Leutner's work from the early stages of China's development drive, particularly through reform and opening-up, has allowed her to witness the unprecedented achievements in areas ranging from industrialization to poverty alleviation.
"I remember China in the 1970s. It was a very poor country, two-thirds of the population barely had enough to eat," she says.
"For me, China's greatest success is that it was much more successful in fighting poverty than any other developing country. Related to this were the great efforts of the people to develop the economy, primarily through industrialization, and to promote education and science very much. Central to this was the idea that people's standard of living should be raised.
"This leap to a modern developed country with a secure standard of living for all has been achieved by China, also, of course, through the country's involvement in the international community and networking with other countries, other societies and academic communities on many levels."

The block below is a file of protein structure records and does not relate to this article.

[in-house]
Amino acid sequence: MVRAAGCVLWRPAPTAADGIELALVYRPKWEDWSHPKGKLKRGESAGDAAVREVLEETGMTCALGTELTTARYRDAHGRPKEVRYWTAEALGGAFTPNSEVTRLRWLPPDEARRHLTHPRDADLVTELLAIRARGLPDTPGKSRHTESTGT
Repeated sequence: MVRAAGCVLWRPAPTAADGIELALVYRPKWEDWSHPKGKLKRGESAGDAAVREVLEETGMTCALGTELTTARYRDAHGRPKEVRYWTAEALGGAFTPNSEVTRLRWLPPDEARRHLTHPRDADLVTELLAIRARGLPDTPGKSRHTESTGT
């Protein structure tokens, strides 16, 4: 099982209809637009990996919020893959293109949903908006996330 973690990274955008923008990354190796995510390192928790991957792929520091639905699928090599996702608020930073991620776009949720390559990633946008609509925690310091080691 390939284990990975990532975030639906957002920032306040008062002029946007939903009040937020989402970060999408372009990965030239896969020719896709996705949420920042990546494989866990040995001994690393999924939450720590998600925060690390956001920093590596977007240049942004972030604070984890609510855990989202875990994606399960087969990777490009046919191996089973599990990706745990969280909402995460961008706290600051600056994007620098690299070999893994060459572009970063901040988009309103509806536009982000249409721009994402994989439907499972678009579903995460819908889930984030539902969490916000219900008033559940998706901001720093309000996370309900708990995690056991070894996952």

The scholar highlighted the country's emphasis on education, among other fundamentals, behind China's success.
"Some factors for this success certainly lie in historical and cultural factors, such as the Confucian tradition, which gives education a very high priority, and the early technological-economic level: The country was already highly developed economically and culturally in the Song era (960-1279)," she says.
"In addition to these factors, there has been a huge effort by politics and society to build a modern country, especially since the reform and opening-up policy of 1978. A comprehensive yet flexible state development strategy, legitimized by broad popular support, has coordinated these efforts by all.